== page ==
Emergence of Superstars

Ellyse Perry, Mithali Raj, Sarah Taylor, Meg Lanning and Harmanpreet Kaur are some of the superstar players who have driven interest and participation in women’s cricket. Their athleticism, skill and dominance on the field serves as inspiration for aspirational young female athletes globally.

Ellyse Perry from Australia is considered one of the greatest female cricketers of all time. She is the only player, male or female, to have represented their country in both cricket and football World Cups. Her exceptional all-round abilities and consistency has made her the undisputed face of women’s cricket.

India’s Mithali Raj is the leading run-scorer in women’s international cricket. She led India to the final of the 2017 Women’s World Cup at the age of 34, earning new fans worldwide through her calm and steely leadership.

These women have become idols and role models for the next generation. Their stardom has attracted greater sponsorship and media coverage, accelerating the growth of women’s cricket.

Television Coverage and Sponsorship

Women’s cricket is now televised more than ever before. Major broadcast and digital streaming deals have brought matches to millions of viewers globally. Cricket highlights shows frequently showcase clips and analysis from women’s international and league matches. Top players like Ellyse Perry, Mithali Raj and Heather Knight now enjoy huge social media followings of over 1 million each, increasing their visibility and brand value. Cricket journalists and pundits are also according more airtime and column inches to discuss the women’s game.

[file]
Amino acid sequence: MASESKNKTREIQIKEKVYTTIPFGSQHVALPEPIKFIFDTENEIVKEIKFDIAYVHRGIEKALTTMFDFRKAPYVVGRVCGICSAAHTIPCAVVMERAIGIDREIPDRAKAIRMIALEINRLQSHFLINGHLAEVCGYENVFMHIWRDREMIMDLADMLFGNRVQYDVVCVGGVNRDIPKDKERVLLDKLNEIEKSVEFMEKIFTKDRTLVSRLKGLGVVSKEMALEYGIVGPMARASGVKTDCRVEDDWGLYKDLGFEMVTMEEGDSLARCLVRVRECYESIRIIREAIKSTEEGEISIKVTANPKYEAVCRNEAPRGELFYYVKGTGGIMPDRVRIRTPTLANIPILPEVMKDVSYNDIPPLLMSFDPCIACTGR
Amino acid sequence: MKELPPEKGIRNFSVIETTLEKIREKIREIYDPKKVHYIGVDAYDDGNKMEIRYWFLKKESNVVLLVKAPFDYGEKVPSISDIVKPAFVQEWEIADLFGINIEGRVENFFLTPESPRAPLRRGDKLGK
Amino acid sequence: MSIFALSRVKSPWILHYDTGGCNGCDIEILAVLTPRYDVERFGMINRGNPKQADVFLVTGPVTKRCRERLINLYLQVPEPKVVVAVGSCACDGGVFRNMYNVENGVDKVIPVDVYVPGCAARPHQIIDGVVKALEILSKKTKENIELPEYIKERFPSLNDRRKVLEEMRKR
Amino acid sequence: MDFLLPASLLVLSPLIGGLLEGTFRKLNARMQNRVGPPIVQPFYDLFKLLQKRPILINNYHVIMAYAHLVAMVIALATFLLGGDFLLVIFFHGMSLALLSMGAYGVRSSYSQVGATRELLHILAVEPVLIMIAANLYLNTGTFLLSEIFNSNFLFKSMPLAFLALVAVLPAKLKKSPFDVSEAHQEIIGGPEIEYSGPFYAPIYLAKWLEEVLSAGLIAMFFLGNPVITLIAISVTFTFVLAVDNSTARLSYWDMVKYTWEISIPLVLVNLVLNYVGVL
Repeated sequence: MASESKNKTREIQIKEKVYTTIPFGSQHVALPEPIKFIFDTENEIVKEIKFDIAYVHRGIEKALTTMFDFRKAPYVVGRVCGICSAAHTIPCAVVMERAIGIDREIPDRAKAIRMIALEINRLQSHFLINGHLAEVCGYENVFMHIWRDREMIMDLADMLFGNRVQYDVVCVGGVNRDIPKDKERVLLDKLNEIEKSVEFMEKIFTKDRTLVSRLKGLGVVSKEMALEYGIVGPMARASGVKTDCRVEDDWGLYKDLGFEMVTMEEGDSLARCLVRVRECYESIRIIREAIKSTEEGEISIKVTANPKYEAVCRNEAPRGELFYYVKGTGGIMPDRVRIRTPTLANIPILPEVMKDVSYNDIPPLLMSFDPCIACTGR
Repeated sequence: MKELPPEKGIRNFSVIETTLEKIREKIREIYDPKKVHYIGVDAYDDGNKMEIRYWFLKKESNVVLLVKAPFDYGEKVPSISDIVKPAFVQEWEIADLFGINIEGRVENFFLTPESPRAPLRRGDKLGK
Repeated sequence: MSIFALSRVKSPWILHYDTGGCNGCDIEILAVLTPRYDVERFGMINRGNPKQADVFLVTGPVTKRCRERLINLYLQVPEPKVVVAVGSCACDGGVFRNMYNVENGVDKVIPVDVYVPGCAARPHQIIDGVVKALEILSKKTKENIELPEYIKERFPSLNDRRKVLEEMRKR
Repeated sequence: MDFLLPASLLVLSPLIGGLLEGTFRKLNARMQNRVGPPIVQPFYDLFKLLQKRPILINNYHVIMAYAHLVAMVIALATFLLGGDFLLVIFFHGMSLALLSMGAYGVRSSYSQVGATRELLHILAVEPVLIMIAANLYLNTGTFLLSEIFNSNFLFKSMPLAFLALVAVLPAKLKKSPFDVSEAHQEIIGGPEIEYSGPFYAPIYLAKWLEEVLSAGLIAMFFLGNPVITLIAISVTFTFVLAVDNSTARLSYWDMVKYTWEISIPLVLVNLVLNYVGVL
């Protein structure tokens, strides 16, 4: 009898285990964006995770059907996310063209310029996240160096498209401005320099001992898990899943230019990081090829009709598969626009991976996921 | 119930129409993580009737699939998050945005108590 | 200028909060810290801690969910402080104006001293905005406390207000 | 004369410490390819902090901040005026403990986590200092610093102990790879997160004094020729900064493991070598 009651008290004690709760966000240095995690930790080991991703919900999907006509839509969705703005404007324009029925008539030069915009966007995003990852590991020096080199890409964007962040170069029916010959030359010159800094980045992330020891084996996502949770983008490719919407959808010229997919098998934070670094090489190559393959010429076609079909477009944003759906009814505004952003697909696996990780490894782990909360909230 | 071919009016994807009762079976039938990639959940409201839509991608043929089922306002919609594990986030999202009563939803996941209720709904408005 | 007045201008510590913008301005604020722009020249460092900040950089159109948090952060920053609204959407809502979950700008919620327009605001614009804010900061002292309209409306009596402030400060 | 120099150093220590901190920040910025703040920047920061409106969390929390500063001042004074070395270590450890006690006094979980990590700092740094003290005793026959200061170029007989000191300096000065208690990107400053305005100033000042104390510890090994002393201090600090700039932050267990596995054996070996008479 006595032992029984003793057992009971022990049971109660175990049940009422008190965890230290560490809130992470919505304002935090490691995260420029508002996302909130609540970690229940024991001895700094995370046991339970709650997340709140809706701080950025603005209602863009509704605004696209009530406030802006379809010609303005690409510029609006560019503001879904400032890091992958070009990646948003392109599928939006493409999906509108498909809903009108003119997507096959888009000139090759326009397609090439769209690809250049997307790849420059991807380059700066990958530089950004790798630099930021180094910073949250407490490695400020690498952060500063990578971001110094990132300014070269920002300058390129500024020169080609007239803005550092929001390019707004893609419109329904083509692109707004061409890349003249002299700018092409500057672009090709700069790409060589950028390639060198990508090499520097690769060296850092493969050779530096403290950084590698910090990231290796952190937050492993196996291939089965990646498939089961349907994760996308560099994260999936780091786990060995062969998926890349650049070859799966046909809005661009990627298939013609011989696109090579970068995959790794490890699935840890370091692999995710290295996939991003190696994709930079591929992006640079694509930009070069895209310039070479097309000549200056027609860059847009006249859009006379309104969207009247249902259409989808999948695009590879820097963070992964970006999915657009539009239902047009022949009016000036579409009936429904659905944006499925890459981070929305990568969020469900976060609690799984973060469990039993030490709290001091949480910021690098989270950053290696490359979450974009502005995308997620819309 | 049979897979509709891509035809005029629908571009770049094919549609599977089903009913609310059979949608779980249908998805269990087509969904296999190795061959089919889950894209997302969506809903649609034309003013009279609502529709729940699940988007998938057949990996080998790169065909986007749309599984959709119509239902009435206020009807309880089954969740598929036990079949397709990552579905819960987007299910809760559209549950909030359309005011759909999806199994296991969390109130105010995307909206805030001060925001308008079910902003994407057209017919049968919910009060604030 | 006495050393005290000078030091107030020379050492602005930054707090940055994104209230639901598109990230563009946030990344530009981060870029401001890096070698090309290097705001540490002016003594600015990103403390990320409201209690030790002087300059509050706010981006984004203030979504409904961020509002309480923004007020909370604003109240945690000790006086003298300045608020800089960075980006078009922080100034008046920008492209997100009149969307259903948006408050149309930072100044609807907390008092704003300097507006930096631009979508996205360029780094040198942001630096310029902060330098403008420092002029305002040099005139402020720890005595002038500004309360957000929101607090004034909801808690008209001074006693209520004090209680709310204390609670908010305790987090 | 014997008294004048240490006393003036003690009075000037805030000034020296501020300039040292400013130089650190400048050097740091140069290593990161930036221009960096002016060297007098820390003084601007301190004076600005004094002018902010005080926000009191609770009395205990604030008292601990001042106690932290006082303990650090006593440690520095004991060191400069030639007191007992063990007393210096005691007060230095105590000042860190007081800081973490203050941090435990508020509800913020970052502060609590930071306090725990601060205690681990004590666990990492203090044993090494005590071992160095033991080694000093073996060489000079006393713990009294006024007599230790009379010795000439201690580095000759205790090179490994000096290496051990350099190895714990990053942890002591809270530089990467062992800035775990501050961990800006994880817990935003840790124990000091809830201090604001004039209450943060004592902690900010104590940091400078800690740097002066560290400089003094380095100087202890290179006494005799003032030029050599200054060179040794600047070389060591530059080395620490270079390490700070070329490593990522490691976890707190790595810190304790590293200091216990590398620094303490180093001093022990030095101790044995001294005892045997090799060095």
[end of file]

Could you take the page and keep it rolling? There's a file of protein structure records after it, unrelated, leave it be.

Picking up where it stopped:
More money is coming into women’s cricket from several sources. In 2017, Cricket Australia granted professional contracts to its top female cricketers, a landmark move towards making women’s cricket a viable career. The ECB followed suit in 2020 by offering full-time domestic contracts to 40 elite English women’s players. Other cricketing nations are now looking to follow this lead and professionalize the women’s game.

Corporate sponsorships have also grown substantially. Barclays Bank sponsored England’s Women’s Super League while automobile giants like Toyota and Commonwealth Bank sponsor Australia’s national women’s team and domestic competitions. This increased investment allows for better facilities, coaching structures and player wages.

While progress is still needed to achieve pay parity and viewership numbers, women’s cricket is firmly in the ascendancy. The growing broadcast and commercial interest will only accelerate its rise.

Major Tournaments

World Cups and other ICC events have been vital for the growth of women’s cricket. The 2020 ICC Women’s T20 World Cup final between Australia and India set a record for the highest attendance at a women’s sporting event in Australia with large number of fans at the MCG.